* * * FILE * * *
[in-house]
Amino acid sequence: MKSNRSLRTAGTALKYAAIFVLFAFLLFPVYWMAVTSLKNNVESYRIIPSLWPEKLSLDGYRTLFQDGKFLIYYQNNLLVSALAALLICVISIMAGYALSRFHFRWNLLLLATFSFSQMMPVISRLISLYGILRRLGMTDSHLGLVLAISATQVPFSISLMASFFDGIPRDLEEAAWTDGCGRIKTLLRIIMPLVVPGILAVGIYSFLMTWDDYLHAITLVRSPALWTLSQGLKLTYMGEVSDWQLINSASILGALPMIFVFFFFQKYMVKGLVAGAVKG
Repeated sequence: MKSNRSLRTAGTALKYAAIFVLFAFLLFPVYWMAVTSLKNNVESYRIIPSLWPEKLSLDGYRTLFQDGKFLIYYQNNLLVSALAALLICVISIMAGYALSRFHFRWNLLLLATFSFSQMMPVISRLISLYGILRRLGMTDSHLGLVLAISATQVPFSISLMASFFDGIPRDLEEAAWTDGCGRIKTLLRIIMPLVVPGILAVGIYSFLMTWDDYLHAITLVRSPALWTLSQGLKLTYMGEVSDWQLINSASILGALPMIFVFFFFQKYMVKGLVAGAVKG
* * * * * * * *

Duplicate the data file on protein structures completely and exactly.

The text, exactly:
[in-house]
Amino acid sequence: MKSNRSLRTAGTALKYAAIFVLFAFLLFPVYWMAVTSLKNNVESYRIIPSLWPEKLSLDGYRTLFQDGKFLIYYQNNLLVSALAALLICVISIMAGYALSRFHFRWNLLLLATFSFSQMMPVISRLISLYGILRRLGMTDSHLGLVLAISATQVPFSISLMASFFDGIPRDLEEAAWTDGCGRIKTLLRIIMPLVVPGILAVGIYSFLMTWDDYLHAITLVRSPALWTLSQGLKLTYMGEVSDWQLINSASILGALPMIFVFFFFQKYMVKGLVAGAVKG
Repeated sequence: MKSNRSLRTAGTALKYAAIFVLFAFLLFPVYWMAVTSLKNNVESYRIIPSLWPEKLSLDGYRTLFQDGKFLIYYQNNLLVSALAALLICVISIMAGYALSRFHFRWNLLLLATFSFSQMMPVISRLISLYGILRRLGMTDSHLGLVLAISATQVPFSISLMASFFDGIPRDLEEAAWTDGCGRIKTLLRIIMPLVVPGILAVGIYSFLMTWDDYLHAITLVRSPALWTLSQGLKLTYMGEVSDWQLINSASILGALPMIFVFFFFQKYMVKGLVAGAVKG